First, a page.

These multiple formats and packages hint at a temporal elongation and spatial expansion of the contemporary cinematic experience. Richard Grusin observes this expansion in 2006, using the term cinema of interactions to describe the “hybrid network of media forms and practices” that makeup the contemporary cinema.[1] For Grusin, the cinema of interactions is a “distributed form of cinema, which demands us to rethink the cinema as an object of study and analysis, to recognize that a film does not end after its closing credits, but rather continues beyond the theater to the DVD, the video game, the soundtrack, the websites, and so forth.”[2] Similar concepts, such as Henry Jenkins’s transmedia and Leon Gurevitch’s cinemas of transactions theorize contemporary cinema as a distributed network and thus highlight the importance of examining the extra- and intertextual forms that condition our anticipation, reception, and overall understanding of cinematic texts. Jonathan Gray mobilizes the term paratext to describe these secondary materials which surround a filmic text. He divides them into two categories: entryway paratexts, “those that control and determine our entrance to a text”; and in medias res paratexts, “those that inflect or redirect the text [during or] following initial interaction.”[3] Gray reminds us that paratexts have “considerable power to amplify, reduce, erase, or add meaning” to the world’s textuality.[4] When we watch a movie trailer or read early reviews but decide not to see the movie, we conflate paratextuality with the text itself by assuming that the film is not worth our time.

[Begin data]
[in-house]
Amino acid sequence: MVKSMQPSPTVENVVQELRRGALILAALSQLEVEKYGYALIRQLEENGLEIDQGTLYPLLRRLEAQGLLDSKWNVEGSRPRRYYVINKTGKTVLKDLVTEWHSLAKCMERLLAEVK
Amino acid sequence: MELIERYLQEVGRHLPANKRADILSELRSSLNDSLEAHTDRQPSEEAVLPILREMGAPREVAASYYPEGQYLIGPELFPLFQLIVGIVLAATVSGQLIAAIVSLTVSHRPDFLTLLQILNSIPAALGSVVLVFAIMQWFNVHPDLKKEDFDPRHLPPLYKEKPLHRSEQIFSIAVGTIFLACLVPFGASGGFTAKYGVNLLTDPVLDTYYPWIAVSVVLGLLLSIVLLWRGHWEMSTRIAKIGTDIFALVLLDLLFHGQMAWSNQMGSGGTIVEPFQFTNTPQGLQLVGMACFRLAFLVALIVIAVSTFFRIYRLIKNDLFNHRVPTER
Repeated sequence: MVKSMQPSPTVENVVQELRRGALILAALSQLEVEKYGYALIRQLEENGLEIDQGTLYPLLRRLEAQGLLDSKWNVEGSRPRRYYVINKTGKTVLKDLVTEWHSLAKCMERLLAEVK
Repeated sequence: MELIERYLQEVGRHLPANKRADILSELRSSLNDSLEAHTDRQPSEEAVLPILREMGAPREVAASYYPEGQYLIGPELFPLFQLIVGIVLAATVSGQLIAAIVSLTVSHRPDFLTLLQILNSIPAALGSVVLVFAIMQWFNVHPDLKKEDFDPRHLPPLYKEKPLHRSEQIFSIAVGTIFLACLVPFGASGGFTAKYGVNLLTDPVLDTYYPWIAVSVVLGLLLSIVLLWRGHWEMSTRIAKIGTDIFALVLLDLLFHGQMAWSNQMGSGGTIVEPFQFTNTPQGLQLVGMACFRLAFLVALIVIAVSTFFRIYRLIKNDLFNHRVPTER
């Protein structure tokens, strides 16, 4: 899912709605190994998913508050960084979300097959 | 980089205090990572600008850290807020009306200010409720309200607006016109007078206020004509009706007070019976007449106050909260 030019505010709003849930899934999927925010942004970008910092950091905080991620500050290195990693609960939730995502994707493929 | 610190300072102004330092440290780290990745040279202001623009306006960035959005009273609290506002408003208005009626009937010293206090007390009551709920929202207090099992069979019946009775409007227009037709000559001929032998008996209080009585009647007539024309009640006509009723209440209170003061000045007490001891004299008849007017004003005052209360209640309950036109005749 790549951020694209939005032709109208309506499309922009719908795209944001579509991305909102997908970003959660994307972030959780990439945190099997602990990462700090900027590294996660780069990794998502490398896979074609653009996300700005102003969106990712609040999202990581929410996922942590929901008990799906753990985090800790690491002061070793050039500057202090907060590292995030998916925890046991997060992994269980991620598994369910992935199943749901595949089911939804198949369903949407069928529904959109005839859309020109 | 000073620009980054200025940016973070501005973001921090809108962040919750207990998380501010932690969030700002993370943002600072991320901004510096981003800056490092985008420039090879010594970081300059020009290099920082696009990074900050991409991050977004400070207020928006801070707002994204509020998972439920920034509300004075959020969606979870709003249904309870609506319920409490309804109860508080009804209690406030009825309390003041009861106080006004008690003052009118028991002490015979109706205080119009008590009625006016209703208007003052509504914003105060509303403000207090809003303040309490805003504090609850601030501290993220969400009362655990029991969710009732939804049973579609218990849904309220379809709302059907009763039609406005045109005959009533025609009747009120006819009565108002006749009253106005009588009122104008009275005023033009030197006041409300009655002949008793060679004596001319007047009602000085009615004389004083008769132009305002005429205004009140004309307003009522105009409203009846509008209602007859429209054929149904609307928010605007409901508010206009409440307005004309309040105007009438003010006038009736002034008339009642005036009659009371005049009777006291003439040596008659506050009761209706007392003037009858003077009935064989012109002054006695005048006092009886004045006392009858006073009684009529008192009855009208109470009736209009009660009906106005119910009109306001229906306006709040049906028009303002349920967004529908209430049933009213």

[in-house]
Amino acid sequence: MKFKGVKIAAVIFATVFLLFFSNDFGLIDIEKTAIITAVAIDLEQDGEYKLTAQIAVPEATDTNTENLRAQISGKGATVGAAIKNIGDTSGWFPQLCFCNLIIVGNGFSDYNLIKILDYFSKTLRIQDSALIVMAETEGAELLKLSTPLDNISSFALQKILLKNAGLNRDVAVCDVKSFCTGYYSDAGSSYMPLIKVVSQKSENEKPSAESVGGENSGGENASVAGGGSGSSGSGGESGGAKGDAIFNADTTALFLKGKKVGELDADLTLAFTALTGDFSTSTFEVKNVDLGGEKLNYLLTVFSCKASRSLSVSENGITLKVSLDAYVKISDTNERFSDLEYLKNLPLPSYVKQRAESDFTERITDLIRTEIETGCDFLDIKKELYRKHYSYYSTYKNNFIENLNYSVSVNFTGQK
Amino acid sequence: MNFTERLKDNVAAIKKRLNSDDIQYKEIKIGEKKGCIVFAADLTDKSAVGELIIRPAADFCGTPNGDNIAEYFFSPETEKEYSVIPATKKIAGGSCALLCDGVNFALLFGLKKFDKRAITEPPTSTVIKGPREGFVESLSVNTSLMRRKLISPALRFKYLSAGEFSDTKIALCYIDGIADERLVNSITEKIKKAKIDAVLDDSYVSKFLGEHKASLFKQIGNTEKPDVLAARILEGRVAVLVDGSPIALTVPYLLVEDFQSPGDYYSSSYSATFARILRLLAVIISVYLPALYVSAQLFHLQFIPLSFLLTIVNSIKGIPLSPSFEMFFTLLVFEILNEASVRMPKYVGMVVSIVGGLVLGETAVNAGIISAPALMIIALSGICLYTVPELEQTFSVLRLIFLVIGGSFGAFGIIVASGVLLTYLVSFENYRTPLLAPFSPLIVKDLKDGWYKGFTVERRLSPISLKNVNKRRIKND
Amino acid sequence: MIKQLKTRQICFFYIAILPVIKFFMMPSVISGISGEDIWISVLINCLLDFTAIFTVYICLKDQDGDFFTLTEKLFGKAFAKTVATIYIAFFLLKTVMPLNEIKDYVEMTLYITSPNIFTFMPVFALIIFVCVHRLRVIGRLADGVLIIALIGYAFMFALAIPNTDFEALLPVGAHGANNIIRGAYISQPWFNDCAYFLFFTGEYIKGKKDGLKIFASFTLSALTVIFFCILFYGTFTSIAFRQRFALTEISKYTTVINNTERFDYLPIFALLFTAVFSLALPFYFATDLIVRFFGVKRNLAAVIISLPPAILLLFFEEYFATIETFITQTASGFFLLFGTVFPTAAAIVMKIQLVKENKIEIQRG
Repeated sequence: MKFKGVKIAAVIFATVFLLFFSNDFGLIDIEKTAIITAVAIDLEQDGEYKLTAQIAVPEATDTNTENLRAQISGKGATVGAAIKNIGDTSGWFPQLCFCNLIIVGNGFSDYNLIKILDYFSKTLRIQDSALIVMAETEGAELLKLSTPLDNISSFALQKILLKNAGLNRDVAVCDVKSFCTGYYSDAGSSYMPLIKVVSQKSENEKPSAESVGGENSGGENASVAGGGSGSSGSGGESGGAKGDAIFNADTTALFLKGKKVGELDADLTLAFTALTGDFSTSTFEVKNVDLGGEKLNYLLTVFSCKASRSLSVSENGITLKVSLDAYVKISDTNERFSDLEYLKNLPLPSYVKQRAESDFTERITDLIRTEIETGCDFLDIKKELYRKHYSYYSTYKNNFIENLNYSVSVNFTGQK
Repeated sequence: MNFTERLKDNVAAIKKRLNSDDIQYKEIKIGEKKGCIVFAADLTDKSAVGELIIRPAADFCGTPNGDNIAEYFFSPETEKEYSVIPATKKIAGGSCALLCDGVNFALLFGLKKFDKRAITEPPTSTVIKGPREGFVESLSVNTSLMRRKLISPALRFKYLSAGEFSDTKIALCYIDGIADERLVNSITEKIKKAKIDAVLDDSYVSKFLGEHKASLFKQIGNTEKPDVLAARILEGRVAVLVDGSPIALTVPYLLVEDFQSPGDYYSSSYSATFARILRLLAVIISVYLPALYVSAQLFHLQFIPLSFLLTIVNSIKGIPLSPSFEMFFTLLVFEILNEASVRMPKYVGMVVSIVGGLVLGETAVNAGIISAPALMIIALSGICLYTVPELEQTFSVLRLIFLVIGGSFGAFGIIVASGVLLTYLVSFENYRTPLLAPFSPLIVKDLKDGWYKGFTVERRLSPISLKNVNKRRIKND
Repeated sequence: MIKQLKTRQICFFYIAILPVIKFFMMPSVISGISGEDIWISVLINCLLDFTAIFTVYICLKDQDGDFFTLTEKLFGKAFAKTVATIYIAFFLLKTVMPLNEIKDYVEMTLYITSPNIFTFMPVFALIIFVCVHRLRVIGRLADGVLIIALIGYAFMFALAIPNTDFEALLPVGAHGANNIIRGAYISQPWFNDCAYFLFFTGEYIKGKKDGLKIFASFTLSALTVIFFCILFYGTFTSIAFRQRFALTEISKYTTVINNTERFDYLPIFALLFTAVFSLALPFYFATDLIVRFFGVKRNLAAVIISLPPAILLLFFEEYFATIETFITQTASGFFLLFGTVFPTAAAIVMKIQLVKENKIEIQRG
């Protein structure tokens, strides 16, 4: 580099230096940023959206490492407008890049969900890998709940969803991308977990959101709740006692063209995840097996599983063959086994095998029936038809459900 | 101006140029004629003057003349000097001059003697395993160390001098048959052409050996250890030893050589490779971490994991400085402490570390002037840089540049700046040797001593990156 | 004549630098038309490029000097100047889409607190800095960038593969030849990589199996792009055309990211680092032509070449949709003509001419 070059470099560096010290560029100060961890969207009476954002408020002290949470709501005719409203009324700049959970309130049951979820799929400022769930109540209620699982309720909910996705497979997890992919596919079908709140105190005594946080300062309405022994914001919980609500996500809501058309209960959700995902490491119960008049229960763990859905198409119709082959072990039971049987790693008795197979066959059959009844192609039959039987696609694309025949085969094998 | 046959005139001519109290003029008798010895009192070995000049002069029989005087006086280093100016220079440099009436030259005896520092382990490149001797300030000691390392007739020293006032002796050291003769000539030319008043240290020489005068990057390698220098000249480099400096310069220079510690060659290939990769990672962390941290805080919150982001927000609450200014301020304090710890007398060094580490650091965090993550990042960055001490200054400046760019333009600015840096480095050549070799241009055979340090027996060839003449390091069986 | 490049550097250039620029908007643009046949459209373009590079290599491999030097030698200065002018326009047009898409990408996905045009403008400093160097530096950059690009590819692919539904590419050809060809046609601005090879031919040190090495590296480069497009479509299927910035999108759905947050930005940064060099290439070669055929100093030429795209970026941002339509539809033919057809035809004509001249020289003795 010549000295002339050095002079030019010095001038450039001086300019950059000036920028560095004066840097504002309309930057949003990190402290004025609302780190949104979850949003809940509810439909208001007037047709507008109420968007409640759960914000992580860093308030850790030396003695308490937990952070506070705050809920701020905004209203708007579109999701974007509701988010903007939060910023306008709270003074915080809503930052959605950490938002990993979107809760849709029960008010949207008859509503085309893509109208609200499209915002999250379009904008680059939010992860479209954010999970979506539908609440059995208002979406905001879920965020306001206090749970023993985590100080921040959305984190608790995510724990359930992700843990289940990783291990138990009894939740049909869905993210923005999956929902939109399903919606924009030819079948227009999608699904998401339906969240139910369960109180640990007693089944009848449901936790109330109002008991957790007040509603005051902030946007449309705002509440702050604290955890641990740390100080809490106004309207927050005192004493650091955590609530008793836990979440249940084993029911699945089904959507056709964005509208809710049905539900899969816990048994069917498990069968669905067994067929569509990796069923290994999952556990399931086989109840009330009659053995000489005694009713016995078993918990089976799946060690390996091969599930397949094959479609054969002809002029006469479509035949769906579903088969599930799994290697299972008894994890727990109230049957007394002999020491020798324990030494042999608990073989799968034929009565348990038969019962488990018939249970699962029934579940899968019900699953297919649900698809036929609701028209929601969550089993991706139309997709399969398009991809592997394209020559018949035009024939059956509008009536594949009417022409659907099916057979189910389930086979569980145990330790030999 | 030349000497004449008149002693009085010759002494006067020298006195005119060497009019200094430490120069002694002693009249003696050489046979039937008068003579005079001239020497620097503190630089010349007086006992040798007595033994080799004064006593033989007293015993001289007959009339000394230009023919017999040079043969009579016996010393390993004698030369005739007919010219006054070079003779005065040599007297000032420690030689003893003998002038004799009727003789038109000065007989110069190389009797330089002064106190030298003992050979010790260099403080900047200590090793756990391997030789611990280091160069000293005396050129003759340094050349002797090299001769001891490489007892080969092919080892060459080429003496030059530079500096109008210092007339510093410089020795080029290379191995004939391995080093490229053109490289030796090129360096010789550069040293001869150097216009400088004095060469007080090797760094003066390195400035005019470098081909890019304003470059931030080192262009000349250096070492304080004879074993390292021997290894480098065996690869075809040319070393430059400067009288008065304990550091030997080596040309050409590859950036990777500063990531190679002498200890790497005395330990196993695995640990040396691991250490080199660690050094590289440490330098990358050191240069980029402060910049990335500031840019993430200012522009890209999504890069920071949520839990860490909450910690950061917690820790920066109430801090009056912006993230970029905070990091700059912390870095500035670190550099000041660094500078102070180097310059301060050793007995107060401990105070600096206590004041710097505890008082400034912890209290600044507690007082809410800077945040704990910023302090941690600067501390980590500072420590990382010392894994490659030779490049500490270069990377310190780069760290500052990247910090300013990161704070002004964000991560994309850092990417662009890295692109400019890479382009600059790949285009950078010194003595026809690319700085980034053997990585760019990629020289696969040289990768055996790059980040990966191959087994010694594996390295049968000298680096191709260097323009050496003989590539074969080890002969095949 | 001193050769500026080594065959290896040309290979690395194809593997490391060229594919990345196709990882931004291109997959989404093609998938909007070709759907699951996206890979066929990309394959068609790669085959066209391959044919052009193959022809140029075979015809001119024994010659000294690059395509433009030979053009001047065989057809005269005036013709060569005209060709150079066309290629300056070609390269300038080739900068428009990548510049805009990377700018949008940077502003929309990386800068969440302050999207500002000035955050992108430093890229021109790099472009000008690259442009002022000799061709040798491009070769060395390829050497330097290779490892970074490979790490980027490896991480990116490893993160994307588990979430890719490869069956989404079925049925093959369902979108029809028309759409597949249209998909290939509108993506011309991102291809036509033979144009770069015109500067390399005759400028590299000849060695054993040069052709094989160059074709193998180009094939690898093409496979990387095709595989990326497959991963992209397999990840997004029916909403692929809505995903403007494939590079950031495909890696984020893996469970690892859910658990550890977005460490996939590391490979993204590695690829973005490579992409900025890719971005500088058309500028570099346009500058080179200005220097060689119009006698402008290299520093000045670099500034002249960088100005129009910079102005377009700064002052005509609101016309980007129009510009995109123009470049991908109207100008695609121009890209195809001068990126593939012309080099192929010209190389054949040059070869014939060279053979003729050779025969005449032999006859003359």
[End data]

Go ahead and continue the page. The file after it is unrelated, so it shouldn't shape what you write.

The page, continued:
Positing today’s cinema of interactions, in which textual meaning and experience is distributed across space, material, information, and time, this article examines cinema’s second disc: special features. This is a direct attempt to answer Gray’s call that scholars should “pay more attention to paratexts and particularly DVDs and bonus materials, to see what meanings the producers are adding to the text, and by extension, to see what role the DVD plays in actually constructing the text as a meaningful object.”[5] I choose to focus primarily on making-of documentaries (MODs), which have been called the central extras on DVDs and Blu-Rays.[6] Using Peter Jackson’s The Hobbit as a case study, I argue that MODs are now being decentralized from the disc and distributed across multiple media in multiple temporalities. Central to this repurposing or remediation (to follow Jay David Bolter and Grusin) of MODs is the mobilization of their pre-textual, promotional value. With the help of scholars such as Gurevitch and P. David Marshall, I suggest that we can now conceptualize today’s cinema as an extrapolation of Lisa Kernan’s work on movie trailers, as a cinema of coming attractions, a time-space in which one is always looking forward and never quite finished—a cinema where promotional forms are not only commodified but also constructed into spectatorial and cultural events.